The Republican party self-assessment is in full swing.

The juxtaposition of the Conservative Political Action Conference (CPAC) over the weekend and the release of a 100-page self-audit commissioned by the Republican National Committee on Monday offered a glimpse of the philosophical divide that bedevils a party trying to chart a new path.

Bertha Calloway once said that we cannot direct the wind, but we can adjust the sails. The problem for the GOP is that some of the loudest members of the party don’t feel the sails need to be trimmed.

That was evident by some of the speakers at the CPAC meeting and in the response by some elements of the party to the report unveiled this week.

The audit, which some labeled an “autopsy,” said the party must change perceptions that it is “narrow-minded,” “out of touch” and the party of rich white old men. The report also said Republicans must rethink their positions on immigration and same-sex marriage and reach out to minorities if they expect to broaden their base.

Some of the same critiques were made by speakers at CPAC. But there was plenty of enthusiastic applause at the conference for other speakers who said that was bunk and that the party didn’t need to change. Rather, what the party really needs is to return to a more hard-core conservative approach.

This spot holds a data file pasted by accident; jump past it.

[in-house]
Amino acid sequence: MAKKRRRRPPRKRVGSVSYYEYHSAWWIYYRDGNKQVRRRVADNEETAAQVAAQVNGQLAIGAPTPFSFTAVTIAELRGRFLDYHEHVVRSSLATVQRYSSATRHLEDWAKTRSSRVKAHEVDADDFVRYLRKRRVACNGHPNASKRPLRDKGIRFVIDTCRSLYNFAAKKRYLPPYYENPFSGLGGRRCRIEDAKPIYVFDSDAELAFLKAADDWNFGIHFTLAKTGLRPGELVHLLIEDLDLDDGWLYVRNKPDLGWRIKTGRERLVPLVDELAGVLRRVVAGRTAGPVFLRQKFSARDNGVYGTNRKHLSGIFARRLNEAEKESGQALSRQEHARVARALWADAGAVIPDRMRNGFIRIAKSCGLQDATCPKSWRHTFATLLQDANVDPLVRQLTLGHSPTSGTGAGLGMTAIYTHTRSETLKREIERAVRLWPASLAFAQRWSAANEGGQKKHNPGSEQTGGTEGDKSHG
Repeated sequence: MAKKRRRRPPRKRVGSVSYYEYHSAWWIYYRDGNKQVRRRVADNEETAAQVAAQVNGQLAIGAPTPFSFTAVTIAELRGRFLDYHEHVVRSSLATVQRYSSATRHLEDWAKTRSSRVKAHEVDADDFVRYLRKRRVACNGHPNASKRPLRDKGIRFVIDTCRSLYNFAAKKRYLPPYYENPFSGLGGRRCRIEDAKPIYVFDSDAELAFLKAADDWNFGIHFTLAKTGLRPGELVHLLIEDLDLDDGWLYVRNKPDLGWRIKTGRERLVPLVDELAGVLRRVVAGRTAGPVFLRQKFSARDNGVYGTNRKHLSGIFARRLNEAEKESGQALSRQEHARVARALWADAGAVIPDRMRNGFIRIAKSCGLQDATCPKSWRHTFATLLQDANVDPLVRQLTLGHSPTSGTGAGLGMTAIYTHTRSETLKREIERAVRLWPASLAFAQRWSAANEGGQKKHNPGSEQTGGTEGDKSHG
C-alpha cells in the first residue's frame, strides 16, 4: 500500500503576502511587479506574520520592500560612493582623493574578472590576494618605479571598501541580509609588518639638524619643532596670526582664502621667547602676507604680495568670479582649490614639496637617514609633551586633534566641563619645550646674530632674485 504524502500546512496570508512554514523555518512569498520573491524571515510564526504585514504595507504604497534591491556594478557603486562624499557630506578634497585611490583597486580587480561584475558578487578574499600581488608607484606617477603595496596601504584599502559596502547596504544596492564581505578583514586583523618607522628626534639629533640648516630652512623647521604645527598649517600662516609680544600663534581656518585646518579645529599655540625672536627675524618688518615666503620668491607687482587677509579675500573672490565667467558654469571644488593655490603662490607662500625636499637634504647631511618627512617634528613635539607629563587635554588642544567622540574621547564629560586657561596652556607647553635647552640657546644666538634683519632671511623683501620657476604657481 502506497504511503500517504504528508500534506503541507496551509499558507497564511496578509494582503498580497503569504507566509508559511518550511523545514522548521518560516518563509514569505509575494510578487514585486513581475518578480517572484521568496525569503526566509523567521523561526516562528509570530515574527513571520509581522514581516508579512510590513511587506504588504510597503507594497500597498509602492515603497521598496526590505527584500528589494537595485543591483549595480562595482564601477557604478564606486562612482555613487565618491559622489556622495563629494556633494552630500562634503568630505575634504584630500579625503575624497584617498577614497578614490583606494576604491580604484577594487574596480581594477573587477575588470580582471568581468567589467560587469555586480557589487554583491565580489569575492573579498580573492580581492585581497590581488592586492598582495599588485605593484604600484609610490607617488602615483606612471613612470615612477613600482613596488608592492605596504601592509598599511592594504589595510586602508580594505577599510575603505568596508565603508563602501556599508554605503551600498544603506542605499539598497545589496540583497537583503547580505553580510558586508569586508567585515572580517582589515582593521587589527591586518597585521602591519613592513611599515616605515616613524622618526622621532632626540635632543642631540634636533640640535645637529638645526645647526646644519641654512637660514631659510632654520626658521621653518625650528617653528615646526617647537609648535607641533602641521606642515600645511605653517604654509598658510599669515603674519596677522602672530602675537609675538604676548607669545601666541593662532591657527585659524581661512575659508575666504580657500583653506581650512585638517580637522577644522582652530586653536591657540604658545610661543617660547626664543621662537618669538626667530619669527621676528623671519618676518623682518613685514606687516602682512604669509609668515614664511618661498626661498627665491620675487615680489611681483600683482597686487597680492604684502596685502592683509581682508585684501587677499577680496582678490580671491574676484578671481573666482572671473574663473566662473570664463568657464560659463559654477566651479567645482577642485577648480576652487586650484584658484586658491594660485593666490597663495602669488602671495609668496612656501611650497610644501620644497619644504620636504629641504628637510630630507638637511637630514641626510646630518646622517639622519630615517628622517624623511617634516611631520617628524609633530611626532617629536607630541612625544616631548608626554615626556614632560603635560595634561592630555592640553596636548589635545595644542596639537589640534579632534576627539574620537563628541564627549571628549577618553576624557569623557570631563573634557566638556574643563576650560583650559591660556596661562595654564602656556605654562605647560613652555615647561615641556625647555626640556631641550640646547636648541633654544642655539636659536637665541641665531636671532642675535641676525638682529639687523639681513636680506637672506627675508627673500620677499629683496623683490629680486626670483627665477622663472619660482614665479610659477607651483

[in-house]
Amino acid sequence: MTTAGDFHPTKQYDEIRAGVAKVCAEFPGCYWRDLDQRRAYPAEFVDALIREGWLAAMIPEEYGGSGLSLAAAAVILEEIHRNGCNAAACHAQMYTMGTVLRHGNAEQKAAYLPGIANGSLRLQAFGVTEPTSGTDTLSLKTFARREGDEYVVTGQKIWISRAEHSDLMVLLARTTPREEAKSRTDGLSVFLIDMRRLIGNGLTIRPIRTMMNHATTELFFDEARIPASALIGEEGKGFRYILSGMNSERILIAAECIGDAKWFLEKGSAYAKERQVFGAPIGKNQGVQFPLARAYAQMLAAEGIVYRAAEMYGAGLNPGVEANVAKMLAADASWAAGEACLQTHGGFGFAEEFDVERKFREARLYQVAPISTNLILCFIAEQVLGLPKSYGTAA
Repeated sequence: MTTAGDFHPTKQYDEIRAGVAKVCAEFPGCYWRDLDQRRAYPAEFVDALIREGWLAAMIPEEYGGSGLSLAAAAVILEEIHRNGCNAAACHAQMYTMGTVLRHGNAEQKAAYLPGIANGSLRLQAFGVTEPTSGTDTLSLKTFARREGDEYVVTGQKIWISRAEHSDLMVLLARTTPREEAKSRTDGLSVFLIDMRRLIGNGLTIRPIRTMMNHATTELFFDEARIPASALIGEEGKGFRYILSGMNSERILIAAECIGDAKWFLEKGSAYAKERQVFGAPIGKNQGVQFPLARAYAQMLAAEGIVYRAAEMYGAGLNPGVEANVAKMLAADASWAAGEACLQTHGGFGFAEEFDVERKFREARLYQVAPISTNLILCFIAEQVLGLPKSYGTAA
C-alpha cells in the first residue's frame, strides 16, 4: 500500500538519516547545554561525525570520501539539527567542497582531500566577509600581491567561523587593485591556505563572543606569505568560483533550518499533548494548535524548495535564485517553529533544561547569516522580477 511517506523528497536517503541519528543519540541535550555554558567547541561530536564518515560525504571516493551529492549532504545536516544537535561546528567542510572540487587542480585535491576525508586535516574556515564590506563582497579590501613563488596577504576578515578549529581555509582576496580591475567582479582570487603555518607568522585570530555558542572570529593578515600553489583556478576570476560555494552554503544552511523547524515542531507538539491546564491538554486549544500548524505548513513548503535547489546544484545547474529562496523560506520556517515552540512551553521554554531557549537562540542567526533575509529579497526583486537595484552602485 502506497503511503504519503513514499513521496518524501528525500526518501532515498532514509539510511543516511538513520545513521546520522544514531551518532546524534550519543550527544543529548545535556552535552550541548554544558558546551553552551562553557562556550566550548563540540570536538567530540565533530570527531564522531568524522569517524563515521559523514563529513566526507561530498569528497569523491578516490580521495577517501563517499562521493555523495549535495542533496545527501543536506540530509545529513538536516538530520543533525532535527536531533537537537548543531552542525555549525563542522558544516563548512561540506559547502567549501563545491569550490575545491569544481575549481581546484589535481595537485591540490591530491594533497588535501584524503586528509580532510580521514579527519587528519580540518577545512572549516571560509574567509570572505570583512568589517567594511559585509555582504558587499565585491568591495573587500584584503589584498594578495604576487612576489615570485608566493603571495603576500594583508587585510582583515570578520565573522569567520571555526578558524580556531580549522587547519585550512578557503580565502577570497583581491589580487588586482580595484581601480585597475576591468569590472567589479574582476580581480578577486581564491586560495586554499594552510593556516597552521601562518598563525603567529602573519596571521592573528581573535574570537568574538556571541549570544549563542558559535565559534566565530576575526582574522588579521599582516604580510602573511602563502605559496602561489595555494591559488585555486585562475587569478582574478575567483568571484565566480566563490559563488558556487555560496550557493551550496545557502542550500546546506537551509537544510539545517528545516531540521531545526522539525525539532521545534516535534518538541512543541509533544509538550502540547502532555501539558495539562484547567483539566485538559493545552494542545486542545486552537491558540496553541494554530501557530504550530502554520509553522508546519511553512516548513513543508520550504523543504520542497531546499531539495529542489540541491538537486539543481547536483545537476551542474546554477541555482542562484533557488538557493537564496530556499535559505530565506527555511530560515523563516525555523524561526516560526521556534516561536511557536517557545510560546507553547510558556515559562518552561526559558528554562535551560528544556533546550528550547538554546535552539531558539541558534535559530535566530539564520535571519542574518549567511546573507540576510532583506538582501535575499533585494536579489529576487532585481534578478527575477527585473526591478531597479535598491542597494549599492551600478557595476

Doubling down on hard-core conservatism was notably absent in Monday’s audit. Which is probably why some Republicans scoffed at the recommendations in the report.

If you need a sense of the disarray in the party, Republican National Committee Chairman Reince Priebus, the man who commissioned the report, immediately distanced himself from the findings and declined to embrace many of its key points. You know the divide is deep when that happens.

But some facts are hard to ignore. Republicans have lost the popular vote in five of the last six presidential elections and four of those contests weren’t close.

Moreover, as many political commentators inconveniently point out, Republicans are on the wrong side of every 21st century demographic and cultural trend. They have become the “anti-everything” party Jeb Bush summarized at CPAC, “anti-immigration, anti-woman and anti-gay.”

What is worse, the party has, for too many voters, become associated with extremism. That is not a winning formula in a presidential election in a country where voters are split evenly between Republicans and Democrats.

Any rational self-assessment should acknowledge that President Obama was a weak candidate and the GOP couldn’t replace him. What does that say about the Republican brand?

It’s time to adjust the sails.

Republicans need a better message and better messengers. The GOP core values are still persuasive and resonate with the majority of Americans. They just need a more positive and convincing way to present them to voters.